For those of you who read Avectra posts as soon as they’re published, you’re in luck. Pathable is hosting a free webinar today, Wednesday, April 23 at 12:00 p.m. EST: Creating Year-Round Community: Event Marketing Nirvana or Pipe Dream? The guest speaker is Ben Martin of Online Community Results who also provides tips for creating a year-round event community in a guest blog post for Pathable.

Spend time developing a content strategy that aligns with your association’s strategic plan. Consider the needs and interests of prospects, members and attendees as well as sponsors and exhibitors.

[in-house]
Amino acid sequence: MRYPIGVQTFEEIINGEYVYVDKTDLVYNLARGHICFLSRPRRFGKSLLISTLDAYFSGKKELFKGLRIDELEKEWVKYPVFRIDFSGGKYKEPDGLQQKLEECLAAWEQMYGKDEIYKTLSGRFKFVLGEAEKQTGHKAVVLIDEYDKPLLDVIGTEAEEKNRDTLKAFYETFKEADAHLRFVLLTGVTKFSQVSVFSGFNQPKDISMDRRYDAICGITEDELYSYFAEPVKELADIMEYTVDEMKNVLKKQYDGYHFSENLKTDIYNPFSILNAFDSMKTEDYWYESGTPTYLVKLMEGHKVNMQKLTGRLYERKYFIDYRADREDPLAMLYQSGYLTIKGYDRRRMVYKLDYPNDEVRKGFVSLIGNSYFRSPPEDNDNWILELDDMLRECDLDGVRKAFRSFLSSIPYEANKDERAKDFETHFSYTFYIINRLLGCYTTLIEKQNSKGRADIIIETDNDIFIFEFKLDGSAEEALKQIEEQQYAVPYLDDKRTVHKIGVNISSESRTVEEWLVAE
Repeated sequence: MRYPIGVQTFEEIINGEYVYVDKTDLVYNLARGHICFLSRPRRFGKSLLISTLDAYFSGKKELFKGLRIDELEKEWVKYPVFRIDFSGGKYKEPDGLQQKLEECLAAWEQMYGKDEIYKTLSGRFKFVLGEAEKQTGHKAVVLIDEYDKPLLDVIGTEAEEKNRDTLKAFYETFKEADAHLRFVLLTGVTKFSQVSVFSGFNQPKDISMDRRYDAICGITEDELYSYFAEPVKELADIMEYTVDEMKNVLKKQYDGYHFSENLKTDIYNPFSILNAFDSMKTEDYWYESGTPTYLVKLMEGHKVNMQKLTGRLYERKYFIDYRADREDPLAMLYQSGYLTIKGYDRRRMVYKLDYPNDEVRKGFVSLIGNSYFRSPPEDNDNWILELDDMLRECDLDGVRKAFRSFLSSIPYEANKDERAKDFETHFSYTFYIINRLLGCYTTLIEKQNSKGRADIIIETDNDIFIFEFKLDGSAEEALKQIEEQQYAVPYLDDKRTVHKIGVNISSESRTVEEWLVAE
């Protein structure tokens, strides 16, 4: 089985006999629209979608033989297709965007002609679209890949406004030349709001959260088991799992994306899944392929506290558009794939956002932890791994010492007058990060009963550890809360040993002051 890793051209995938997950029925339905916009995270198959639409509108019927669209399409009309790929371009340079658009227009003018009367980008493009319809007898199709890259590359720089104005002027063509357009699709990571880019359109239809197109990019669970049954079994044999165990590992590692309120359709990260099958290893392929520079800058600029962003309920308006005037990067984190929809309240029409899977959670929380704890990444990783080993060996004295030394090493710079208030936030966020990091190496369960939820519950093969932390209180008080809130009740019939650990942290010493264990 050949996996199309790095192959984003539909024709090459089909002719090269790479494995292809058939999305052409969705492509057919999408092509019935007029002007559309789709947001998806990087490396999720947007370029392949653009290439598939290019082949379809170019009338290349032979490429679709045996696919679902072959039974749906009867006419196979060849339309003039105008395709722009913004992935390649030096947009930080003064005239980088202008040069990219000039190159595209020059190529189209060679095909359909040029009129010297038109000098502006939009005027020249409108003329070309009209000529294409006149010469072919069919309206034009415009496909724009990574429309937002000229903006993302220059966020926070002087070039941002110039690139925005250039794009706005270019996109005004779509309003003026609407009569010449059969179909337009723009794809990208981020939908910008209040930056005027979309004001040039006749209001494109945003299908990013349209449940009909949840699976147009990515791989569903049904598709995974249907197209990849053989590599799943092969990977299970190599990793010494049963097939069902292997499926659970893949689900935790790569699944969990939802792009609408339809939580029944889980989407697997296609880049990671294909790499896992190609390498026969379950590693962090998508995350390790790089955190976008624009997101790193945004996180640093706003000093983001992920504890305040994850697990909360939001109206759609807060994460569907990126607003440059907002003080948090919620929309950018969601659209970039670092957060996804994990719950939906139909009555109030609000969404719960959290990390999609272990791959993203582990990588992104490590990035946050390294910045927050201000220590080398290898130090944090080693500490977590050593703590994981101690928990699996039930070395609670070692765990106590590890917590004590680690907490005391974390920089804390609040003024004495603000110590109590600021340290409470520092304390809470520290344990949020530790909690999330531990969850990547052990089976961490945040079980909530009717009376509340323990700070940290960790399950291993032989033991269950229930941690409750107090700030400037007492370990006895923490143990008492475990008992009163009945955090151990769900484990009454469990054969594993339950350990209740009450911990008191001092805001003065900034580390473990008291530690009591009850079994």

Invest in the resources needed (staff or contractors) to gather content during the conference, for example, posts and videos of session recaps and highlights, and interviews with speakers, attendees and exhibitors. Speakers have to be willing to share. If they won’t share slides, ask them to provide something else, for example, guest posts, videos, podcasts or interviews.

Post content on your site for everyone to see for free. This approach won’t cannibalize show attendance because people who go to conferences want the face-to-face experience.

Adopt or tweak these ideas for 365 conference content.

TED is a great example of a conference with a year-round impact. New videos from the main conference and TEDx events around the world appear daily on their blog. The blog also shares selections of videos around a theme or topic in the news.